Twenty-three long, speculation-fueled months ago, in the immediate aftermath of The Force Awakens, I asked the staff for their best early guesses and hopes as to the origin of Rey. Jay Shah was Team Solo, mostly out of affection for the legacy of the Expanded Universe’s Jaina Solo and a desire to see Rey channel that role in the new canon. David Schwarz was Team, ah, Durron—his point being that Rey should be the child of new characters, preferably a promising student or students from Luke’s first crop of trainees. Rocky Blonshine was Team Skywalker for all the familiar evidentiary and legacy reasons, and Ben Wahrman, while preferring “that she not be related to anyone”, chose Team Kenobi as a poetic way of splitting the difference between a protagonist coming out of nowhere and one forced to deal with all the story baggage of the Skywalker/Solo family.
I myself was Team Snoke. I go into detail in the original piece but my basic idea was that Snoke was once similar to Aftermath‘s Yupe Tashu—an adviser to Palpatine who gained access to a mysterious source of dark side power and ultimately intended his powerful child to lead the First Order on his behalf, only to have Luke Skywalker steal her away and hide her. TFA, therefore, was not about Snoke looking for Luke as much as Snoke looking for Rey, who he assumes is with Luke. As an aside I mentioned the possibility that she wasn’t his biological daughter, but rather a second attempt at the same experiment that created Anakin Skywalker; thus Snoke would be her figurative father and her actual lineage would be the Force itself—what better birthright with which to claim the mantle of Supreme Leader?
Fast forward a couple years, and that aside is looking much more likely. At nine feet tall, Snoke is pretty definitely an alien, and Rey is pretty definitely a human, meaning a biological relationship seems pretty implausible. I stand by the rest of the theory though—if we meet Rey’s biological parents at all, they could even be First Order loyalists who volunteered for Snoke’s experiments rather than having a baby just pop up randomly in the galaxy. Thematically, what appealed to me about it was the question “what would Luke have done if his father has been Palpatine rather than Vader?” If Rey owes her existence not to some conflicted underling but to the devil himself, what would that mean for her destiny, her “place in all this”? I’m still hoping to find out. » Read more..
Jay: So guys, we’ve had a chance to digest From A Certain Point of View for a little while. This was always an interesting project — a book commemorating the 40th Anniversary of A New Hope, but trying to avoid well-trod ground. It was a huge undertaking to get 43 authors involved, and even more so to accomplish all of that for a charitable cause. Here at Eleven-ThirtyEight, we’ve been extolling the virtues of short stories for a while — both as a way to introduce new authors into the mix and to experiment with different kinds of stories. After all, I think several of us would agree that there is no one right way to tell a Star Wars story — that we can think beyond the expectations of Jedi, space battles, past tense, all of that, and get something different that still feels very much like Star Wars (the original movie was, after all, experimentation based on the familiar).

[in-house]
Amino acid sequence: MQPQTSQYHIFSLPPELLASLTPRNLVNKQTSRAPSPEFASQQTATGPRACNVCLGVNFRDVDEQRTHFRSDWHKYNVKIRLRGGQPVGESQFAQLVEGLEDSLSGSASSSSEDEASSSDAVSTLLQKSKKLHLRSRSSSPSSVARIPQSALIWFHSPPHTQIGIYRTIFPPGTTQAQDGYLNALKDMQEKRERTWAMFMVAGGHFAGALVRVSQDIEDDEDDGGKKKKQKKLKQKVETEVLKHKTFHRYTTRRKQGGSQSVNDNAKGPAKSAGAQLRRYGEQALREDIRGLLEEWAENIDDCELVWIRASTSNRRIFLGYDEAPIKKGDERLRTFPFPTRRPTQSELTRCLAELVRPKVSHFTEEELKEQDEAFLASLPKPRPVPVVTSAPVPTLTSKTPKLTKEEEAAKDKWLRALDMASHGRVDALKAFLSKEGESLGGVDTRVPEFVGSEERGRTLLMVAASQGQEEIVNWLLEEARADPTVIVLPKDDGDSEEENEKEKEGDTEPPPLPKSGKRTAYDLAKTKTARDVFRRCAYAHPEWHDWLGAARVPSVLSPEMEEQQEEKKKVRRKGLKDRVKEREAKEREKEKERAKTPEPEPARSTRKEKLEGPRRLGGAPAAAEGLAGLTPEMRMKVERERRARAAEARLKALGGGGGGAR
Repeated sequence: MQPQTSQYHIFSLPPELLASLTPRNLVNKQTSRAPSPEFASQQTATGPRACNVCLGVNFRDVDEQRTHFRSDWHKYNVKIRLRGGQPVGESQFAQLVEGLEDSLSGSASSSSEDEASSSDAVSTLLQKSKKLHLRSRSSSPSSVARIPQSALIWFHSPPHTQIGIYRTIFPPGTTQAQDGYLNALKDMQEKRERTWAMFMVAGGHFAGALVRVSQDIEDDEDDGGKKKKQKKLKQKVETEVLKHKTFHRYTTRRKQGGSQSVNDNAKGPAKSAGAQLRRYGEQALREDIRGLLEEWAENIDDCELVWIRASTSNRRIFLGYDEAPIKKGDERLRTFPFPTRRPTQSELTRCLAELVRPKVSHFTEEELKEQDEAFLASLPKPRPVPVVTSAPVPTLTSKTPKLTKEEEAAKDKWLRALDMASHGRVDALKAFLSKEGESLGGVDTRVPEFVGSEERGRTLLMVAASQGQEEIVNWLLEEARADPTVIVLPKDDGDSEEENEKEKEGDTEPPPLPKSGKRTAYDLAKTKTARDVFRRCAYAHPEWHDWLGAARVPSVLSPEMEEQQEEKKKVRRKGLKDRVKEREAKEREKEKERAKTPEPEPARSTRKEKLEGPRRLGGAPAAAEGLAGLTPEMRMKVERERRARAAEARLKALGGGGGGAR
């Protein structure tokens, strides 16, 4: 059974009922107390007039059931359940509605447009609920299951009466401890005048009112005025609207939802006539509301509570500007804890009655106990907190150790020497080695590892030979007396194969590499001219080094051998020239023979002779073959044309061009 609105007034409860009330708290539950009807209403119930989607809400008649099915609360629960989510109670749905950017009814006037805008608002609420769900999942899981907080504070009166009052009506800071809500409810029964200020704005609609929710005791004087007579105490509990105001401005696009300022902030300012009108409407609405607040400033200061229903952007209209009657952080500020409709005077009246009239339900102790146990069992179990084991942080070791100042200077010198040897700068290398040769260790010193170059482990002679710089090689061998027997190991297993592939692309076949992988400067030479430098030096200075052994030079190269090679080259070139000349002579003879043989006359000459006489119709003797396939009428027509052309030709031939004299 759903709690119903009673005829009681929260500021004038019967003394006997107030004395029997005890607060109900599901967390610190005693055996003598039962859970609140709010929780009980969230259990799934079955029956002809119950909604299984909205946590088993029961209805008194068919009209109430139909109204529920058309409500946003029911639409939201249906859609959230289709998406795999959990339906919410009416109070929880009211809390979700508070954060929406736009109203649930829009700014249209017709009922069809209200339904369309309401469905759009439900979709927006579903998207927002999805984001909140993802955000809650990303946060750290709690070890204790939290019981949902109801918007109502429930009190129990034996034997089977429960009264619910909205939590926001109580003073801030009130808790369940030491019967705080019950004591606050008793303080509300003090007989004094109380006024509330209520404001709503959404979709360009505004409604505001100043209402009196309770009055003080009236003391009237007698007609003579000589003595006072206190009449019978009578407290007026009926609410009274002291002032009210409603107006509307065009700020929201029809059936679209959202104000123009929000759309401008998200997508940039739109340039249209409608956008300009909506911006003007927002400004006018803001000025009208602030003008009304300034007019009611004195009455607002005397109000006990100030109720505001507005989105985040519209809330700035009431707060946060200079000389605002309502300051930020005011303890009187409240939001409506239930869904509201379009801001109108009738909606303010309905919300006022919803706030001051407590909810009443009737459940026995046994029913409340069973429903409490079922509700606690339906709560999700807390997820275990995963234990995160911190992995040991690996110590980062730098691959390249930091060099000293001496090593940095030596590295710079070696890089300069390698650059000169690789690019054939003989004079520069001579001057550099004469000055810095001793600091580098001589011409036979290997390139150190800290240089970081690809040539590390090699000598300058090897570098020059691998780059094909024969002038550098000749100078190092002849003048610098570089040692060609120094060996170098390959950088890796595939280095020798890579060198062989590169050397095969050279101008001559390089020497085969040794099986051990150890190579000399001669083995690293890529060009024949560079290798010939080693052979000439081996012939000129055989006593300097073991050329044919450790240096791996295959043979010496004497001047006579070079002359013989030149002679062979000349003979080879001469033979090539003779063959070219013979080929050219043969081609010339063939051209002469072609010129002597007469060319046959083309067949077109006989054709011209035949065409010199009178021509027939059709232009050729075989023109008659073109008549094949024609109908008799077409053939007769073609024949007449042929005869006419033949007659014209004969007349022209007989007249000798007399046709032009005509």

FACPOV gave us that — and it gave us a large variety of stories, catering to various different perspectives and interests. I’m sure that between all of us, there was at least one story that we knew we’d love as soon as Del Rey announced the story subjects. But what I want to get into first is…what surprised you? We’ll have time to talk about expected favorites later, but for me part of the joy was finding several stories I never expected to be my favorites, but they were. Was it the same for you?
» Read more..
Since the release of The Last Jedi‘s theatrical trailer last week, two years of theories and speculation have at last begun to collapse into a rough shape of the movie’s plot. Not the overall structure, really, but certain moments are depicted very clearly—Luke in awe of Rey’s strength, Finn versus Phasma on a First Order base that may be the Supremacy—and a couple others strongly suggested: Kylo preparing to fire on Leia, and later offering his hand to Rey. Do those scenes really happen in the film? Lord knows we should be used to the trailers not being 100% indicative of the final films by now, but I’m inclined to believe that the essence of those two scenes does indeed happen—even if the footage used here isn’t quite right.
Kylo working up the nerve to fire on Leia is a pretty logical thing to happen post-The Force Awakens (and not especially suspenseful given that we know Carrie Fisher was meant to have a big role in Episode IX), but the suggestion that Kylo and Rey might be remotely cooperative for any reason whatsoever was like a bomb going off in the fandom: does Rey turn, fed up with Luke’s refusal to train her? Does Kylo turn, unable to follow orders and kill another parent? Or is this more of a détente, a brief setting aside of hostilities in order to reach some common goal? Personally, I don’t know, but I do know that I’ve been hoping for something along those lines to happen and I will gladly seize the thread this trailer offers and hold on tight for the next couple months.